By Karen K. Isaacs
Not many people remember when radio stations broadcast plays performed in front of live studio audiences. The listening audience had only their imaginations, the voices of the performers, the reactions of the live audience and the sound effects to recreate the play.
Joe Landry – who is the marketing/public relations director at Music Theater of Connecticut in Norwalk – a number of years ago imagined a radio production of the holiday classic It’s a Wonderful Life. The first production was in 1996 and it has been performed throughout the country and world ever since.
It is returning to MTC through Dec. 18.
Not only does it recapture all the most important scenes of the classic movie, it also introduces many audiences to the concept of the radio play.
As you are waiting for the play to begin, we hear the “15 minutes to air” announcements to the cast. Then the MC Freddie Filmore (played by Allan Zeller) warms up the audience by encouraging applause – yes, there are applause lights that go on to encourage the audience’s participation – and introducing the actors.
Then the show begins. Just five talented performers play all the characters changing voices to fit the character. They hold scripts and add in gestures and facial expressions that help the live audience to understand the characters more.
Director Kevin Connors has assembled a talented cast to play the roles. Each creates both the personality of the radio actor AND the characters he or she plays.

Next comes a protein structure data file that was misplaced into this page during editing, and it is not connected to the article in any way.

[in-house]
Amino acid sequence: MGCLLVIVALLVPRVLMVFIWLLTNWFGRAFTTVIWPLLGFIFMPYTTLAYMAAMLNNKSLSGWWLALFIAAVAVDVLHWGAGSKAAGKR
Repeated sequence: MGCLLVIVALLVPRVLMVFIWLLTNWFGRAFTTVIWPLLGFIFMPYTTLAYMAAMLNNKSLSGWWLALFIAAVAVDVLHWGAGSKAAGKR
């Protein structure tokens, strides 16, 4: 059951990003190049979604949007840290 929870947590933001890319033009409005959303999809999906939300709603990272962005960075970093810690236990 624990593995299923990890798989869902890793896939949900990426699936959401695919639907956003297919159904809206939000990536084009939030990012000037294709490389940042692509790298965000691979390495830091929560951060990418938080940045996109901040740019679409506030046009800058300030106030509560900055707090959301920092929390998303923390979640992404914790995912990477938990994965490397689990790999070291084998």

Jon-Michael Miller plays the actor Jake Laurents who has only one role: George Bailey. He is earnest and yet at times discouraged and upset. Allan Zeller is the actor Freddie Filmore who not only serves as MC but also plays the villain of the piece, Henry F. Potter and others. Jim Schilling as the actor Harry “Jazzbo” Heywood also plays a multitude of roles including that of Clarence, the angel second class.
All the female roles are played by Elizabeth Donnell as Sally Applewhite who plays Mary and others; Elisa DeMaria is Lana Sherwood who plays Violet Bick among others.
It is delightful to see the performers switch roles and voices seemingly at the drop of hat. You are never confused by who they are at any given moment.
Diane Vanderkroef has given us authentic 1940s costumes. The set by Jordan Janota replicas a radio studio though I would have liked to see the sound effects area – which the various actors take turns using to create sounds – in a more prominent area. But it may have been where I was seated that obscured the workings. Part of the fun of this piece is to see how the various sounds – doors opening, etc – are created. I also would have liked to see more interaction among the various cast members.
All in all this is a delightful way to experience both the original film story and to see how people enjoyed plays in their homes, “back in the old days.”
It’s a Wonderful Life –A Life Radio Play is at MTC, 509 Westport Ave, Norwalk, through Dec. 18. For tickets visit musictheatreofct.com.